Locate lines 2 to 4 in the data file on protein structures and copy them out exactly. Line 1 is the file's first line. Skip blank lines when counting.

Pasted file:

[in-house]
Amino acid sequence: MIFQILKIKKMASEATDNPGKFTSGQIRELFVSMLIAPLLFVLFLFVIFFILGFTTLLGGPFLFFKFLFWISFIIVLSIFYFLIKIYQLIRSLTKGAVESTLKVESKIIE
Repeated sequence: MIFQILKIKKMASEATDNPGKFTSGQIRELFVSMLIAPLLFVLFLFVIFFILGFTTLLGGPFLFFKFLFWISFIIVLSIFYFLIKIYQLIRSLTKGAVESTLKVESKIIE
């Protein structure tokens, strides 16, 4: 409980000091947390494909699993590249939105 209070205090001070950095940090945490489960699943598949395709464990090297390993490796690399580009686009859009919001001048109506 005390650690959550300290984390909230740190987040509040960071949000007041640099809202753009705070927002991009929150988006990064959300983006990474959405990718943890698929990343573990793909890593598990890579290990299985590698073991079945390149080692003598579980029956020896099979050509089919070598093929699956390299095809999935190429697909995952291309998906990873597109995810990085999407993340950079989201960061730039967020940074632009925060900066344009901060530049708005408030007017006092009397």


Amino acid sequence: MIFQILKIKKMASEATDNPGKFTSGQIRELFVSMLIAPLLFVLFLFVIFFILGFTTLLGGPFLFFKFLFWISFIIVLSIFYFLIKIYQLIRSLTKGAVESTLKVESKIIE
Repeated sequence: MIFQILKIKKMASEATDNPGKFTSGQIRELFVSMLIAPLLFVLFLFVIFFILGFTTLLGGPFLFFKFLFWISFIIVLSIFYFLIKIYQLIRSLTKGAVESTLKVESKIIE
């Protein structure tokens, strides 16, 4: 409980000091947390494909699993590249939105 209070205090001070950095940090945490489960699943598949395709464990090297390993490796690399580009686009859009919001001048109506 005390650690959550300290984390909230740190987040509040960071949000007041640099809202753009705070927002991009929150988006990064959300983006990474959405990718943890698929990343573990793909890593598990890579290990299985590698073991079945390149080692003598579980029956020896099979050509089919070598093929699956390299095809999935190429697909995952291309998906990873597109995810990085999407993340950079989201960061730039967020940074632009925060900066344009901060530049708005408030007017006092009397």